Greece - Country Commercial Guide

This is a best prospect industry sector for this country. Includes a market overview and trade data.

Last published date: 2022-07-27


The financial crisis restricted the Greek Government from expenditure in defense, limiting its ability for new big-ticket purchases. However, things began to change in 2020. The Government first encouraged the privatization of bankrupt state-owned enterprises, forming partnerships with foreign investors to encourage modernization and global standards of management. The Government then announced a major defense program with a budget of $6.7 billion across all services. This justified a series of procurements including frigates and fighter jets. In response to geopolitical tensions, Greece formed partnerships with neighbors including Egypt and Israel, and signed an update to the U.S.-Greece Mutual Defense Cooperation Agreement (MDCA).

Greece benefits from Government-to-Government military sales frameworks with the United States, which allows it to secure certain items though Foreign Military Sales or Excess Defense Agreements. While larger items will likely come through such routes, the Greek Government is prioritizing developing local industry and seeks to increase local production with strong international partnerships. U.S. firms interested in better understanding the local market can refer to the websites of industry associations (Hellenic Aerospace Security & Defense Industries Group (HASDIG) at, Hellenic Manufacturers of Defense Material Association (SEKPY) at, and EFA Ventures Group.

The latest value from 2020 is $5.3 billion. (Graphic: the 

Greece: Military spending, in billions (U.S. dollars)
Greece: Military spending, in billions (U.S. dollars)


The Hellenic Armed Forces are the combined ground, naval, and air forces of Greece. They consist of the Hellenic Army, the Hellenic Navy, and the Hellenic Air Force. The civilian authority overseeing the Hellenic Armed Forces is the Ministry of National Defense. The General Directorate for Defense Investments and Armaments (GDDIA) is responsible for the planning and implementation of decisions on matters of Defense Programs and Contracts Procurement of major or other material Armament Programs, Contracts Offset (offsets), Quality Assurance and Investment Defense and Technological Research. Most of the opportunities at the Hellenic Ministry of Defense will need to be pursued through G2G frameworks based on what is being sold. For published tenders and procurements, please also visit the GDDIA website.

Hellenic Air Force (HAF)

Procurement program includes:

  • Fighter Jets for the Hellenic Air Force
  • Unmanned aerial vehicles (UAVs)
  • Upgrade program of F-16
  • Spare parts and maintenance

For more information, visit HAF’s website.

Hellenic Navy (HN)

Procurement program includes:

  • Upgrade and modernization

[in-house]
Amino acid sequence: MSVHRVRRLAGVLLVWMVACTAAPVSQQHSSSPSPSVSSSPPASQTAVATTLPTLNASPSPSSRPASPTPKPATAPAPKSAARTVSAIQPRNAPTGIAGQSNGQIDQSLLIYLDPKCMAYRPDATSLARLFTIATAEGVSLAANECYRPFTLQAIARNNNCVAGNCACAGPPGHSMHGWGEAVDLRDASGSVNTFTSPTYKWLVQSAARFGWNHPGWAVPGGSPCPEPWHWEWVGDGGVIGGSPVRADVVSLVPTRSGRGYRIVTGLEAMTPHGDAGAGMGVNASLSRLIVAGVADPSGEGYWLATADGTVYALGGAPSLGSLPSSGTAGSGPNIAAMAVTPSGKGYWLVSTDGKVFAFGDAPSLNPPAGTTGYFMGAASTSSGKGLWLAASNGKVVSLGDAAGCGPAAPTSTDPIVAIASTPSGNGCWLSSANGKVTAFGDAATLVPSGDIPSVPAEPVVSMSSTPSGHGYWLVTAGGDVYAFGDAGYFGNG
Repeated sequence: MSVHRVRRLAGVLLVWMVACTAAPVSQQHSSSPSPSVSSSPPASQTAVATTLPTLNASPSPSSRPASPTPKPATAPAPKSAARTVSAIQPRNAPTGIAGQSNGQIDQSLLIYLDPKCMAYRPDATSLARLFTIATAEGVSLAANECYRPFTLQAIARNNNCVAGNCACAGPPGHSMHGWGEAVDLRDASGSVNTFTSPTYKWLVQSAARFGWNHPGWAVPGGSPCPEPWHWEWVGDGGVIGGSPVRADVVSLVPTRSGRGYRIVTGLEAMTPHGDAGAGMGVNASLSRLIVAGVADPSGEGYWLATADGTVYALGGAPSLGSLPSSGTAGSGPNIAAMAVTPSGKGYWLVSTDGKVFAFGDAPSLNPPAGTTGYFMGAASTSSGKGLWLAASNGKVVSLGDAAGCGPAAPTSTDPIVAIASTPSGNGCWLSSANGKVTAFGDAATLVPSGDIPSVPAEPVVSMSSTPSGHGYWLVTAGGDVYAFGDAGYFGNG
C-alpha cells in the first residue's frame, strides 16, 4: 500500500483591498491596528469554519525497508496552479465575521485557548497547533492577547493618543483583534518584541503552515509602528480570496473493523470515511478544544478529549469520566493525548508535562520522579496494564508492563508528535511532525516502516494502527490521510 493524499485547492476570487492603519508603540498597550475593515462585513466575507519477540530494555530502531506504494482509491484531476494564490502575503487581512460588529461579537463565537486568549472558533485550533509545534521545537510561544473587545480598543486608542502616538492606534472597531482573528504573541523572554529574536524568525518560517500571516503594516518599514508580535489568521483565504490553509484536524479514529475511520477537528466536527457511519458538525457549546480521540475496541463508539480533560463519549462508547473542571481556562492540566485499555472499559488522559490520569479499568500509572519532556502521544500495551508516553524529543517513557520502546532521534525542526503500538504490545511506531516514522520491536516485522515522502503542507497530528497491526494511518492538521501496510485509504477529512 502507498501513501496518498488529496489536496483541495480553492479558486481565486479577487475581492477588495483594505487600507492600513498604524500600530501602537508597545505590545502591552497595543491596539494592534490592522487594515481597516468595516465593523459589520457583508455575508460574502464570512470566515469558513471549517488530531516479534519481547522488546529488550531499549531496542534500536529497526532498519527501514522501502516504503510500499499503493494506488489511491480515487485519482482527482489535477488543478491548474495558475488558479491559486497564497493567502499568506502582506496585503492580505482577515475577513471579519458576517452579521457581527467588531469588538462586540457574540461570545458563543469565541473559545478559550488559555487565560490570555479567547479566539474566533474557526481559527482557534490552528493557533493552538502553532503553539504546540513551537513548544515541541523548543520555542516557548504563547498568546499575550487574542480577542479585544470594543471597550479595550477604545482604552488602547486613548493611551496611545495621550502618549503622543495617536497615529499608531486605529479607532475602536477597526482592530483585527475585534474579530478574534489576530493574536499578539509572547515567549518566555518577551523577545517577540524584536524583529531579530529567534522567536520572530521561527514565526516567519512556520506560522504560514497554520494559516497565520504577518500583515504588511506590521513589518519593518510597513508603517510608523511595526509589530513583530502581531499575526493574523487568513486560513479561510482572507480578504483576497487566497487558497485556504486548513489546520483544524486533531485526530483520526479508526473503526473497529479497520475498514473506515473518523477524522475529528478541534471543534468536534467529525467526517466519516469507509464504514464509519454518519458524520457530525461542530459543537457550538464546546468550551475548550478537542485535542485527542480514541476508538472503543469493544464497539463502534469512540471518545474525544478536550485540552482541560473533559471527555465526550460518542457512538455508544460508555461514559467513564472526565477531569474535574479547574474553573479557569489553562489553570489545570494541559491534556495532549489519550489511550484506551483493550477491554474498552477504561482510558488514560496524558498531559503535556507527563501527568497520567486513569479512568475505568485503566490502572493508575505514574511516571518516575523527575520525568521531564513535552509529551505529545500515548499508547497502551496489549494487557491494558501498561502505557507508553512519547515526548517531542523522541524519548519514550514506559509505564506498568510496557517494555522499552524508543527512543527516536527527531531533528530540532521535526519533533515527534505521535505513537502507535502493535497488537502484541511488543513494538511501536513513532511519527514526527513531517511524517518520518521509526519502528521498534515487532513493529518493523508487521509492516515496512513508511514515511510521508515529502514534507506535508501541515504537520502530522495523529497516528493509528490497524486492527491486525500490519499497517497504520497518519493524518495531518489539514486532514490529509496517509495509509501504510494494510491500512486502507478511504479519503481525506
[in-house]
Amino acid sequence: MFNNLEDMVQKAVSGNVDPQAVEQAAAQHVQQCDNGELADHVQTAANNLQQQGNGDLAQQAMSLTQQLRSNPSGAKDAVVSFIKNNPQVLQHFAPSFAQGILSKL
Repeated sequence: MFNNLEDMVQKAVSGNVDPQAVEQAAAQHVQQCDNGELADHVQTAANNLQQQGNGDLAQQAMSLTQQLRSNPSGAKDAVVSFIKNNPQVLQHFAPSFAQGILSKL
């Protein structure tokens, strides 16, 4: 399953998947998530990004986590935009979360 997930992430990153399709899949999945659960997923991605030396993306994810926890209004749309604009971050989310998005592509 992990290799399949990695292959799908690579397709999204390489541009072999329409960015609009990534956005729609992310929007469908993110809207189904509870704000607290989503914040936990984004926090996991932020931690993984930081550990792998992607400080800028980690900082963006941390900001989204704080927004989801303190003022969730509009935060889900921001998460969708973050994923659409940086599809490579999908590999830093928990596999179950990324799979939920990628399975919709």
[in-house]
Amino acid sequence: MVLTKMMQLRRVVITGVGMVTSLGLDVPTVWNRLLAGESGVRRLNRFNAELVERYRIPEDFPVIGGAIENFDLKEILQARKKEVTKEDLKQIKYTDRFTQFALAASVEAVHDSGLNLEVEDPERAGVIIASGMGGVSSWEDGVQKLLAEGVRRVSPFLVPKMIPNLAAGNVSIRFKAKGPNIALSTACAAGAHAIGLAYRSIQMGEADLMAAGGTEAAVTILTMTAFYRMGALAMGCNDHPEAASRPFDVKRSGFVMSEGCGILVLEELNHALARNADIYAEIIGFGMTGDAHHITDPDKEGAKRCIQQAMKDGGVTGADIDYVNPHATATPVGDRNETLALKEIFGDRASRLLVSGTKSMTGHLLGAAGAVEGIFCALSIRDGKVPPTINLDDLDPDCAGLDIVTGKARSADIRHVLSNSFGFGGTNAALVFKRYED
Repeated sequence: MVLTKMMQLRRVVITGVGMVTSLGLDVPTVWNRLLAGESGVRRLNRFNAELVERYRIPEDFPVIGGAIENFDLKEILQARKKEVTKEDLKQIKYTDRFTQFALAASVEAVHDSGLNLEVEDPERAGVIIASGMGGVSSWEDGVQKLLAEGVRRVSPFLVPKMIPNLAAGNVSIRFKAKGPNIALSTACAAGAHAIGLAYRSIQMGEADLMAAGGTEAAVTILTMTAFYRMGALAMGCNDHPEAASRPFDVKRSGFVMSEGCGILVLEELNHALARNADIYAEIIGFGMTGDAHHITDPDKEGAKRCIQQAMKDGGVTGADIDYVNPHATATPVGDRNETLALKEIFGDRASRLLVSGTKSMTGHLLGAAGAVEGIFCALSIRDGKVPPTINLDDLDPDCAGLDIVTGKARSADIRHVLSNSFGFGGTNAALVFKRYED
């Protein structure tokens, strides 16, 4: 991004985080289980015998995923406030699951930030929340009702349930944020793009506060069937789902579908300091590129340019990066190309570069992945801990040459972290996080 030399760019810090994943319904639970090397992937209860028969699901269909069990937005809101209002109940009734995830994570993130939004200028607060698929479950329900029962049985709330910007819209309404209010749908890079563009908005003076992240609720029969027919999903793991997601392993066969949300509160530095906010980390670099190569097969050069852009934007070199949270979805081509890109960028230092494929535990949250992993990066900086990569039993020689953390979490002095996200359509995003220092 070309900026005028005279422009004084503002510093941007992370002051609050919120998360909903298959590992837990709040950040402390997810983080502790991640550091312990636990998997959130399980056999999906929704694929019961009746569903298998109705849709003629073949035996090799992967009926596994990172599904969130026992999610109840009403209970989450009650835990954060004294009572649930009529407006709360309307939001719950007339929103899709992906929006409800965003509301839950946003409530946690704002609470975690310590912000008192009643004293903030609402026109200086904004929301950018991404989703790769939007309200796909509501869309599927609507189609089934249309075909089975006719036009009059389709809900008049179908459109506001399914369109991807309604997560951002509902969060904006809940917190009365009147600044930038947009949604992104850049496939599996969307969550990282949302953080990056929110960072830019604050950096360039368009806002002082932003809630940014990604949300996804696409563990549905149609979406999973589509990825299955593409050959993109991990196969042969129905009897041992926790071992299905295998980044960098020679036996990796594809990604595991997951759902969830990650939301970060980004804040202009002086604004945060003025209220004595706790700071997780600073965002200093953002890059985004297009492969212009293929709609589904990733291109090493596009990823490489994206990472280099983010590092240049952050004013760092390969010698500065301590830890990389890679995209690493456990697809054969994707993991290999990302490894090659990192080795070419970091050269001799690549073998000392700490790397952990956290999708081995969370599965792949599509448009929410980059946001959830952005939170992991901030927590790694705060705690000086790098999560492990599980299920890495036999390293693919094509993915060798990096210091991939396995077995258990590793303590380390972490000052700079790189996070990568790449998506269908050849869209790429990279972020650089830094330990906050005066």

• 4 new frigates
  • Naval Vessels
  • Refurbishment of MEKO frigates
  • Romeo Naval helicopters

For more information, visit HN’s website.

Hellenic Army (HA)

Procurement program includes:

  • Hellenic National Vehicle Program
  • Hellenic Light Weapons
  • Unspecified antitank weapons

For more information, visit HA’s website at

Hellenic Coast Guard (HCG)

Procurement program includes:

  • Coast Guard Procurement of Mobile X-Ray Systems
  • Surveillance Cameras, Displays, and Radars for the Hellenic Coast Guard
  • HCG Vessels Tenders
  • National Integrated Maritime Surveillance (NIMSS)
  • Vessel Traffic Monitoring System (VTMS)

For more information, visit HCG’s website.

Firms that make products that must be sold through government frameworks should connect with the U.S. Department of Defense in the United States for guidance on the process. Should the Greek side officially express interest in one’s product/solution, there would be involvement from Athens. Entities may visit the U.S. Department of State website for more information. Firms wishing to compete in tenders will need a local partner to navigate the bureaucracy and meet eligibility requirements.

Ministry of Climate Change & Civil Protection - Aerial Firefighting procurement

In September 2021, the Greek Prime Minister upgraded the Ministry of Climate Change and Civil Protection to a fully-fledged Ministry and appointed a new Minister. The Ministry was designated to combat all types of climate challenges, and secured funding to make several big-ticket purchases under its AEGIS Program.

AEGIS has 1.76 billion Euro ($1.98) of funding focused on 4 pillars. While the Greek side would prefer to make procurements in this space under a government-to-government framework, the U.S. Government does not classify firefighting or climate change as a space that can utilize existing procurement frameworks. Therefore, all procurements in this space will need to be direct commercial deals.

U.S. firms that offer innovative solutions and technologies in this space can compete in future tenders that will be released. The program covers a range of solutions including ISR capabilities, aerial capabilities, and a command-and-control center. The Ministry is currently focusing on finalizing procurement for its first tranche of aerial solutions. Please visit the Ministry of Climate website for more information.

Firms interested in this space can reach out to Industry Specialist Athina Kladis at email: for further information.


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